Updated on 08.15.11

The Simple Dollar Weekly Roundup: School Days Edition

Trent Hamm

My oldest child starts kindergarten tomorrow. Our next child starts formal preschool tomorrow, too.

They were babies just a short time ago, but they’re now progressing into the world, moving into their own independence. Frankly, it’s awesome.

How We Didn’t Save Money with Our Babies The real story is that breastfeeding doesn’t work for everyone, even though it is a strong money-saving (and healthy) tactic. (@ minting nickels)

How to Donate a Car I donated the first car I ever owned. Well, actually, I gave it to my uncle for spare parts as he ran a junkyard. (@ bargaineering)

Why Tracking Your Net Worth Is So Overrated The real issue is why you are tracking your net worth. What’s the purpose of it? What does it gain you? For me, it’s simply a reminder that I’m spending less than I earn every interval. (@ len penzo)

How to Make Cleaning a Habit: 10 Tips I like that the principles here don’t just apply to cleaning. They apply to any positive habit one might want to build. (@ pick the brain)

Exercises for the Terminally Busy For my birthday, I received a copy of You Are Your Own Gym, which focuses on the same idea of using just your own body (and the weight of it) as complete body exercise equipment. This makes it very easy to work out pretty much wherever you are. A similar idea can be seen in this video of Mike Rowe doing “burpees.” (@ zen habits)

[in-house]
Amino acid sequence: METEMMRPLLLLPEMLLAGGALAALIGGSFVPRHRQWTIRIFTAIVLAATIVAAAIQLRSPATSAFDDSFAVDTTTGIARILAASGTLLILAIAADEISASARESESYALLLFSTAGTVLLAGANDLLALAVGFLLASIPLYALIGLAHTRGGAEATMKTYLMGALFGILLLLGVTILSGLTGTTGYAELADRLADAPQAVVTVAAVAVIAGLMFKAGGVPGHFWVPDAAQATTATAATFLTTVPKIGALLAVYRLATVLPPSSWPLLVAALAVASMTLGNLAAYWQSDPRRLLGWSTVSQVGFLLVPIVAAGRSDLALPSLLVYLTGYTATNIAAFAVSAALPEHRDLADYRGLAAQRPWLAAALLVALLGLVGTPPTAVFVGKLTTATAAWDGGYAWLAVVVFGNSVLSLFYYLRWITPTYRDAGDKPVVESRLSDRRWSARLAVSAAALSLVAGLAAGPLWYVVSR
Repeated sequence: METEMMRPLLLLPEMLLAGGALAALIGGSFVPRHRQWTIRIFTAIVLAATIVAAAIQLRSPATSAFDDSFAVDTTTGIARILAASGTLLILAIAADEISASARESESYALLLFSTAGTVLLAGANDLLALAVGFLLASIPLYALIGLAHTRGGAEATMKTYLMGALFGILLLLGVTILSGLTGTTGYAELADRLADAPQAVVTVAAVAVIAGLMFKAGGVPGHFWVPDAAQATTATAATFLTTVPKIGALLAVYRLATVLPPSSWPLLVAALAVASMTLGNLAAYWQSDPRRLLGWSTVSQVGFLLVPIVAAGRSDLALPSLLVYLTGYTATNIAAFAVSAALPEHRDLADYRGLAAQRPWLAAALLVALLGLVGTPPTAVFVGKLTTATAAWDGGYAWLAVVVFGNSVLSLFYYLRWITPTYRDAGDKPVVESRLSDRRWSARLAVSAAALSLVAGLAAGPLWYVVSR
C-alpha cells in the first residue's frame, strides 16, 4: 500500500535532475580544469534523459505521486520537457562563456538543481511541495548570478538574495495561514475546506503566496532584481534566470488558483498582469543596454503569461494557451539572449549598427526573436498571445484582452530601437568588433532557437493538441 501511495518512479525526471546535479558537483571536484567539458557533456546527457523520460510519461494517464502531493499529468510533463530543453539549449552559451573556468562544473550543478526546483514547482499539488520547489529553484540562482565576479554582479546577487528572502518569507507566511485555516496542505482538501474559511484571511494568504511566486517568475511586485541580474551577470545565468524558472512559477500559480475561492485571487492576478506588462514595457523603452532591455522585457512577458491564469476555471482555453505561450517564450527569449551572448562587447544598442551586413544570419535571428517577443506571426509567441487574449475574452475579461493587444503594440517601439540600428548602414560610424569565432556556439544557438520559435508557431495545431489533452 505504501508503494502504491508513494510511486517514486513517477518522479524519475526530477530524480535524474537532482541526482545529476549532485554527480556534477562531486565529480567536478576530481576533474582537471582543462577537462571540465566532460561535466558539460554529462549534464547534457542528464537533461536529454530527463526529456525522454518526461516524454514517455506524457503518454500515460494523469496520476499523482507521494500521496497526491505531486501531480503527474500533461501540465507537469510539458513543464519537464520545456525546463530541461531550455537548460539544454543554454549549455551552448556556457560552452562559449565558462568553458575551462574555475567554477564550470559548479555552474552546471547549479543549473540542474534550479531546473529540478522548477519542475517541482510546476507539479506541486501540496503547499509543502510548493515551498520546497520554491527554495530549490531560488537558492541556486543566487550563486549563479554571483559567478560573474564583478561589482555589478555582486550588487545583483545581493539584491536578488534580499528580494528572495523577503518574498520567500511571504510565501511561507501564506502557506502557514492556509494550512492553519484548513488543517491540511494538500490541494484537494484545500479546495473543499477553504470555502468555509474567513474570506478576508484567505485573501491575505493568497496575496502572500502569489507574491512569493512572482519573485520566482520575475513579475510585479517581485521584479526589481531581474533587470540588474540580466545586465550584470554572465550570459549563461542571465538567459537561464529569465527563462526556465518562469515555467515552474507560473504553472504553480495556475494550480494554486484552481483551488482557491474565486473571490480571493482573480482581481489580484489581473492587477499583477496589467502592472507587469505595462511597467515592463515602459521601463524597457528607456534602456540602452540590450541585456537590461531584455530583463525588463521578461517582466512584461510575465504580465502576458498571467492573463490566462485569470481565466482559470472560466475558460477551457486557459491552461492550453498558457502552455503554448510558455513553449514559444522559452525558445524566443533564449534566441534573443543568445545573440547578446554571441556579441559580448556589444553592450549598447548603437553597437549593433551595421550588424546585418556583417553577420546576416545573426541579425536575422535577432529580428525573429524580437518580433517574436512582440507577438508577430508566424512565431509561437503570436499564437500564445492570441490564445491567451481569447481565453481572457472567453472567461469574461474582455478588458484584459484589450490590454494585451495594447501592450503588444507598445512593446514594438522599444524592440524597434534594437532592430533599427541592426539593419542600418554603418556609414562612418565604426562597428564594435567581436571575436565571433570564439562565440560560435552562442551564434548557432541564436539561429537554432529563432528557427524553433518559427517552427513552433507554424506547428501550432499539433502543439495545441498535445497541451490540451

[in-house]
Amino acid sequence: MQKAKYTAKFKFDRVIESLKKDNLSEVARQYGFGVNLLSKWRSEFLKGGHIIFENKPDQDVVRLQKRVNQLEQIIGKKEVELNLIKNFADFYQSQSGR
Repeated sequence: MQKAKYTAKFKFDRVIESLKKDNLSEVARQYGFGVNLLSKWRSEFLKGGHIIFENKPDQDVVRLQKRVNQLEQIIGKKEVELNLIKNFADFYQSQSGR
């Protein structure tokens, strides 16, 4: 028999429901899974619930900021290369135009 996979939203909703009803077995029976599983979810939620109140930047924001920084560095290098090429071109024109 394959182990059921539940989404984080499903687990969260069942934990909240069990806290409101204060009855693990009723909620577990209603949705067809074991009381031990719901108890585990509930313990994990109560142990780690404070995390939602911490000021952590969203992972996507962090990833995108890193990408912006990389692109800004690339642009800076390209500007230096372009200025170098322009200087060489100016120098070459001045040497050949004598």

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  1. Johanna says:

    Don’t understand the net worth article. “Paper millionaires” struggling to make ends meet? Who are these people? I guess if you’re counting a ton of imaginary home equity in your net worth, you could be in trouble, but I don’t think so many people are doing that anymore. And “financial freedom requires minimal net worth”? Not if you want to retire someday.

    I can think of a couple of real reasons why tracking your net worth could lead to problems. There’s the aforementioned point about imaginary home equity. And there’s the danger that you could freak out over temporary swings in stock prices, and do something stupid like sell at the bottom and miss the recovery rally.

  2. Emma Skinner says:

    Well done Trent and the young man – I have been reading this blog on and off since he was small and enjoy seeing the family progress. Best of luck to you all and may the boy have half your wisdom Trent, he will be well off.

  3. Joanna says:

    The other real story is that unless breastfeeding goes well and you’re planning on staying at home w/ baby (e.g. don’t need an expensive double electric pump & all its supplies), breastfeeding actually isn’t cheaper than formula. Don’t get me wrong, I wholeheartedly support it as formula has proven increased health risks for both baby and mom and breastmilk is what God intended baby to eat. BUT, I’d estimate we’ve spent at least $800 between pump, pumping supplies, bottles, mothers milk tea to improve supply, and lactation consultant and doctor visits (to fix tongue tie as well as upcoming speech pathologist visits to help LO open wide enough to latch). And that’s in the first 6 weeks of life. Granted most of the costs are fixed so from here on out we should have limited costs but breastfeeding is anything but “free”.